In her ongoing effort to become the world's first trillionaire, author J.K. Rowling has written a new play, titled Harry Potter And The Cursed Child.
Never mind that when the Harry Potter series finished, Rowling said she had no more stories to tell about everyone's favorite wizard. It's a multi-billionaire's prerogative to change her mind, dammit!
So why a stage play instead of a new novel? According to a statement by Rowling, she's "Confident that when audiences see the play they will agree that it is the only proper medium for the story." Be sure and look for the film adaptation, coming to theaters in December 2018!
Oddly enough, the play is in two parts, which Rowling says "are designed to be viewed on the same day or consecutively over two evenings." This means each fan will have to shell out for two tickets, which will fill Rowling's Scrooge McDuck-like money bin in half the time.
The play follows the now adult Harry and his friends, as well as their children who are now attending Hogwarts.
Jesus Christ! Do you suppose people in the Wizarding World ever wonder why everyone with sinister names ends up in Slytherin House and becomes a dark wizard? Does it ever occur to them to tone down the Dickensian names a notch or twelve?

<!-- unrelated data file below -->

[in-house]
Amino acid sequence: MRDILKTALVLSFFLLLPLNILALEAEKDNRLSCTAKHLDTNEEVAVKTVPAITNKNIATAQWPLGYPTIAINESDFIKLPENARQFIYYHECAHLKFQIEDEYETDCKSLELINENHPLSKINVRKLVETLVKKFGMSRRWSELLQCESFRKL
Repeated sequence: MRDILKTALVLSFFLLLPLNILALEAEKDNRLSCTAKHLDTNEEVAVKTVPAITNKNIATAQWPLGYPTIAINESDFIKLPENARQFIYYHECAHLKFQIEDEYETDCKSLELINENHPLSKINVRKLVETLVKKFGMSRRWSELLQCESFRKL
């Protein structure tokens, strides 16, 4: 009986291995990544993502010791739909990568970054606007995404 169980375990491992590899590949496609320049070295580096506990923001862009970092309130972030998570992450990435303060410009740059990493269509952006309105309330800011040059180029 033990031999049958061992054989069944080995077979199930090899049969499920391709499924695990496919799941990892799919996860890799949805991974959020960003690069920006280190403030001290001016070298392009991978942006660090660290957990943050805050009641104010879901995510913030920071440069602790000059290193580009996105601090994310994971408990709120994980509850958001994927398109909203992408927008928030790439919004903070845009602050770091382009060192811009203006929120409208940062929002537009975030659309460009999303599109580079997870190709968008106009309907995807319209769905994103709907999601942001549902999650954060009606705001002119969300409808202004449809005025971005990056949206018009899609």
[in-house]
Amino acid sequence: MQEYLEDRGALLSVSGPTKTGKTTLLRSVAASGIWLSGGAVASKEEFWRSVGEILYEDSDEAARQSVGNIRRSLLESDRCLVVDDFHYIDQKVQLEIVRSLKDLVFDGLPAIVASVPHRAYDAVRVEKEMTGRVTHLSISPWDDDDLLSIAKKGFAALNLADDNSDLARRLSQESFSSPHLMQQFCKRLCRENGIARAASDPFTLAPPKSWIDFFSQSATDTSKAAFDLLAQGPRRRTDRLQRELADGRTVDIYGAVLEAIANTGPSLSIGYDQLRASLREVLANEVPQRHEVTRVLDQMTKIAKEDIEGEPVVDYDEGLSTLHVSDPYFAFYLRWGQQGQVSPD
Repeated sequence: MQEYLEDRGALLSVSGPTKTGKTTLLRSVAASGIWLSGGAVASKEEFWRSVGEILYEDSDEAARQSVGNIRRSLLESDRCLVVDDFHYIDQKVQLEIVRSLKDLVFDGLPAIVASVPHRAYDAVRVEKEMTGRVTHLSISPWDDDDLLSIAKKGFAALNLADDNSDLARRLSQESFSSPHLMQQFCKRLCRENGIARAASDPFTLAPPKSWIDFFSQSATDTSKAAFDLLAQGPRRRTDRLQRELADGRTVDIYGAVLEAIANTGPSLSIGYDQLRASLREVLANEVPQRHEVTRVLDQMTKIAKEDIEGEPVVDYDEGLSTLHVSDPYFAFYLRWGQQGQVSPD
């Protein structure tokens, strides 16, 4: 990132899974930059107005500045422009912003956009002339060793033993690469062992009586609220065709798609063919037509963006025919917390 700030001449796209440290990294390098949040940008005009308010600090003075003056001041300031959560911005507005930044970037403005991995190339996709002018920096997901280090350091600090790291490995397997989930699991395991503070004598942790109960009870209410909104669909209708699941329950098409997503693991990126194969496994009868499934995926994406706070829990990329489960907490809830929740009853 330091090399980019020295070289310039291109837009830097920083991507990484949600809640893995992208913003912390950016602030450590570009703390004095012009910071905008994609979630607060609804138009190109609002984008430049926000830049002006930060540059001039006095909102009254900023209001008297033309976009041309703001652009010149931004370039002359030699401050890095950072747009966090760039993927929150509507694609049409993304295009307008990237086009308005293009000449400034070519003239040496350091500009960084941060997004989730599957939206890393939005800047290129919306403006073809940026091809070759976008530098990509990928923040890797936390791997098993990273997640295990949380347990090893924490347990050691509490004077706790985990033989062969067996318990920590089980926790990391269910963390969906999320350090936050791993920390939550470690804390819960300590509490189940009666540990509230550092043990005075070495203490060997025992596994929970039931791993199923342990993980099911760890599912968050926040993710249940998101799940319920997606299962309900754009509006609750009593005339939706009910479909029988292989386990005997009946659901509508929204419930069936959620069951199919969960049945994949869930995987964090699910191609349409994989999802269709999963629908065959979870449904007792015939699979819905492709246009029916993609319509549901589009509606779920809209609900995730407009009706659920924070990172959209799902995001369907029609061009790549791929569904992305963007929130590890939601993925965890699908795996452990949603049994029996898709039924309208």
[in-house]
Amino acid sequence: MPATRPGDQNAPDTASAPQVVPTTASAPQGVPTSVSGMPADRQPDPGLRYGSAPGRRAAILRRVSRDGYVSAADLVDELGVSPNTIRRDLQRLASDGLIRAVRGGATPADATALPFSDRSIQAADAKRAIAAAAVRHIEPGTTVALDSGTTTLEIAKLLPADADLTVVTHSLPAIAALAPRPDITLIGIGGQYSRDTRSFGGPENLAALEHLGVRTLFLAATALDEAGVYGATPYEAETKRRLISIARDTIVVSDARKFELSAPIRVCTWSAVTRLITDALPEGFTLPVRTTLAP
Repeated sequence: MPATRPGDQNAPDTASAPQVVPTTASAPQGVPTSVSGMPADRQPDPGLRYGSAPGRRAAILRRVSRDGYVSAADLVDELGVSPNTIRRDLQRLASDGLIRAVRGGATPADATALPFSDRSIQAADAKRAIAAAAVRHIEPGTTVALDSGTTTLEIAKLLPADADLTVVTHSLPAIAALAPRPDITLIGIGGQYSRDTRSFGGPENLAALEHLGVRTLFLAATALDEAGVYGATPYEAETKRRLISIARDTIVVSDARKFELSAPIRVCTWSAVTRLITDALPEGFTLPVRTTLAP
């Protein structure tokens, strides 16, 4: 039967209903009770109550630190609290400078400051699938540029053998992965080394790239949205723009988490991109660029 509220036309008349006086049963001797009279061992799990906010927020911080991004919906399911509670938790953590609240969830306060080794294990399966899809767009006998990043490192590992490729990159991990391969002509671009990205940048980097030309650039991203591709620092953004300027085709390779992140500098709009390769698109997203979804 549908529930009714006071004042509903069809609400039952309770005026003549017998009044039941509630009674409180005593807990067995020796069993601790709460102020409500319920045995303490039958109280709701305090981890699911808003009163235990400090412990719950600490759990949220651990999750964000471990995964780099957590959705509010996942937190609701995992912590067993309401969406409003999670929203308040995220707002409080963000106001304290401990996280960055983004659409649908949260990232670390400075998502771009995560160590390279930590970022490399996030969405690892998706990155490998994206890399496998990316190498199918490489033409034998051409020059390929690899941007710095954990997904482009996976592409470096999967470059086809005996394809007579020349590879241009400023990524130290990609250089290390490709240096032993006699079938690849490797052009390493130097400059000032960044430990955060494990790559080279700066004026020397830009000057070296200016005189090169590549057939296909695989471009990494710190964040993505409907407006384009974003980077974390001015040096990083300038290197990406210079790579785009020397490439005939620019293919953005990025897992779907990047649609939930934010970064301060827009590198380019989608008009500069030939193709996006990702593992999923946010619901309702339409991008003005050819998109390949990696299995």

Nastero Stabworth sat in his dimly lit study, poring over a book of ancient magical lore. Suddenly an owl began tapping on the study's narrow window. He let it in and read the message tied to its claw. "This is not good," he said aloud.
Nastero left his study and found his wife, who was mixing potions in the kitchen. "Evilene, listen to this. It's a letter from the new Headmaster of Hogwarts. He's complaining about our son Killsbury again. Says he was caught trying to use the Cruciatus Curse on a fellow student."
"This family must be cursed!" said Evilene Stabworth. "How could our little angel Killsbury possibly turn out to be a dark wizard? Where did we go wrong?"